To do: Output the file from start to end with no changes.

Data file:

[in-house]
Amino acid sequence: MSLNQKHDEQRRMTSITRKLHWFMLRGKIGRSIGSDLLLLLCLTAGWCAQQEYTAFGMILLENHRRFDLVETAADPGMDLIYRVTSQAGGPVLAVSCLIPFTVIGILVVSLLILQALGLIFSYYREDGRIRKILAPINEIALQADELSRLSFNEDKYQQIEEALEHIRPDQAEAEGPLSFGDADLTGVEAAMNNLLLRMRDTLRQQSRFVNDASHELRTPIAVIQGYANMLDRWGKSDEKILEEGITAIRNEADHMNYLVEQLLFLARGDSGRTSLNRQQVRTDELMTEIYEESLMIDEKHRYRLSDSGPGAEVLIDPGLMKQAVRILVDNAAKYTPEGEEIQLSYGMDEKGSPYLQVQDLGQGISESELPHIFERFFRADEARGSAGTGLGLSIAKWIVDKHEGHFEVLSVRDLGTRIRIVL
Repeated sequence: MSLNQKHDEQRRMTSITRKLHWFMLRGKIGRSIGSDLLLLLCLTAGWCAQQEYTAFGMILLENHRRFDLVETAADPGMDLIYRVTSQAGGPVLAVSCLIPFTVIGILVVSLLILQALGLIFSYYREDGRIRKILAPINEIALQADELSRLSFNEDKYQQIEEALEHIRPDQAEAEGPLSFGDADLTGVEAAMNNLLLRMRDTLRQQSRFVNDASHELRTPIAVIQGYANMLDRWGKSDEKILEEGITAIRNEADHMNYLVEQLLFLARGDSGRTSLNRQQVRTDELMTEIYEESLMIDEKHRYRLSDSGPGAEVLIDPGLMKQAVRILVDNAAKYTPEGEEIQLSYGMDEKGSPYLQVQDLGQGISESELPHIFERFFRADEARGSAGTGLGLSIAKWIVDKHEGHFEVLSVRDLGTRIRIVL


[in-house]
Amino acid sequence: MSLNQKHDEQRRMTSITRKLHWFMLRGKIGRSIGSDLLLLLCLTAGWCAQQEYTAFGMILLENHRRFDLVETAADPGMDLIYRVTSQAGGPVLAVSCLIPFTVIGILVVSLLILQALGLIFSYYREDGRIRKILAPINEIALQADELSRLSFNEDKYQQIEEALEHIRPDQAEAEGPLSFGDADLTGVEAAMNNLLLRMRDTLRQQSRFVNDASHELRTPIAVIQGYANMLDRWGKSDEKILEEGITAIRNEADHMNYLVEQLLFLARGDSGRTSLNRQQVRTDELMTEIYEESLMIDEKHRYRLSDSGPGAEVLIDPGLMKQAVRILVDNAAKYTPEGEEIQLSYGMDEKGSPYLQVQDLGQGISESELPHIFERFFRADEARGSAGTGLGLSIAKWIVDKHEGHFEVLSVRDLGTRIRIVL
Repeated sequence: MSLNQKHDEQRRMTSITRKLHWFMLRGKIGRSIGSDLLLLLCLTAGWCAQQEYTAFGMILLENHRRFDLVETAADPGMDLIYRVTSQAGGPVLAVSCLIPFTVIGILVVSLLILQALGLIFSYYREDGRIRKILAPINEIALQADELSRLSFNEDKYQQIEEALEHIRPDQAEAEGPLSFGDADLTGVEAAMNNLLLRMRDTLRQQSRFVNDASHELRTPIAVIQGYANMLDRWGKSDEKILEEGITAIRNEADHMNYLVEQLLFLARGDSGRTSLNRQQVRTDELMTEIYEESLMIDEKHRYRLSDSGPGAEVLIDPGLMKQAVRILVDNAAKYTPEGEEIQLSYGMDEKGSPYLQVQDLGQGISESELPHIFERFFRADEARGSAGTGLGLSIAKWIVDKHEGHFEVLSVRDLGTRIRIVL